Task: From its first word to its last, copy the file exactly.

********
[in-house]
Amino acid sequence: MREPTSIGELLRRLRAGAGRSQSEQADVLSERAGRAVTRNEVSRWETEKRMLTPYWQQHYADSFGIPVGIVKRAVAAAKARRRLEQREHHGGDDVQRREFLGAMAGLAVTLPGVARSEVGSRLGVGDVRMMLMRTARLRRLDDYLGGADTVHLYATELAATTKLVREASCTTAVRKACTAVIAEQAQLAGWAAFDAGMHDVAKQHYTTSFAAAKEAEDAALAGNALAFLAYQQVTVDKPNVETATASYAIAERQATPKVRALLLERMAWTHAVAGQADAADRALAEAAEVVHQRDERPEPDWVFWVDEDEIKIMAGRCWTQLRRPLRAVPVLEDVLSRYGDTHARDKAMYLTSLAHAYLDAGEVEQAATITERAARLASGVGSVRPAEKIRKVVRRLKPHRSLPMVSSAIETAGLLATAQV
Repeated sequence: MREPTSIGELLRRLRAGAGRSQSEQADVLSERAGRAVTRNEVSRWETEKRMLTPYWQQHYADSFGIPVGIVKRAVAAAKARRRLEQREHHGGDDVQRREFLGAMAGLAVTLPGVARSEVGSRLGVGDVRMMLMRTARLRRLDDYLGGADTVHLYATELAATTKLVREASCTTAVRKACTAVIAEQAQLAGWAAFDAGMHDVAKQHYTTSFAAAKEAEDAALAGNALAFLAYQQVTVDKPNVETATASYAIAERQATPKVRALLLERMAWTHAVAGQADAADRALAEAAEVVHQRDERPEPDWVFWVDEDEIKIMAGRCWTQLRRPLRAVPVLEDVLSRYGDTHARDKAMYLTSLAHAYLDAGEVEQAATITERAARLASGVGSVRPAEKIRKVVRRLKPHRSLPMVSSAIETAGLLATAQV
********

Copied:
[in-house]
Amino acid sequence: MREPTSIGELLRRLRAGAGRSQSEQADVLSERAGRAVTRNEVSRWETEKRMLTPYWQQHYADSFGIPVGIVKRAVAAAKARRRLEQREHHGGDDVQRREFLGAMAGLAVTLPGVARSEVGSRLGVGDVRMMLMRTARLRRLDDYLGGADTVHLYATELAATTKLVREASCTTAVRKACTAVIAEQAQLAGWAAFDAGMHDVAKQHYTTSFAAAKEAEDAALAGNALAFLAYQQVTVDKPNVETATASYAIAERQATPKVRALLLERMAWTHAVAGQADAADRALAEAAEVVHQRDERPEPDWVFWVDEDEIKIMAGRCWTQLRRPLRAVPVLEDVLSRYGDTHARDKAMYLTSLAHAYLDAGEVEQAATITERAARLASGVGSVRPAEKIRKVVRRLKPHRSLPMVSSAIETAGLLATAQV
Repeated sequence: MREPTSIGELLRRLRAGAGRSQSEQADVLSERAGRAVTRNEVSRWETEKRMLTPYWQQHYADSFGIPVGIVKRAVAAAKARRRLEQREHHGGDDVQRREFLGAMAGLAVTLPGVARSEVGSRLGVGDVRMMLMRTARLRRLDDYLGGADTVHLYATELAATTKLVREASCTTAVRKACTAVIAEQAQLAGWAAFDAGMHDVAKQHYTTSFAAAKEAEDAALAGNALAFLAYQQVTVDKPNVETATASYAIAERQATPKVRALLLERMAWTHAVAGQADAADRALAEAAEVVHQRDERPEPDWVFWVDEDEIKIMAGRCWTQLRRPLRAVPVLEDVLSRYGDTHARDKAMYLTSLAHAYLDAGEVEQAATITERAARLASGVGSVRPAEKIRKVVRRLKPHRSLPMVSSAIETAGLLATAQV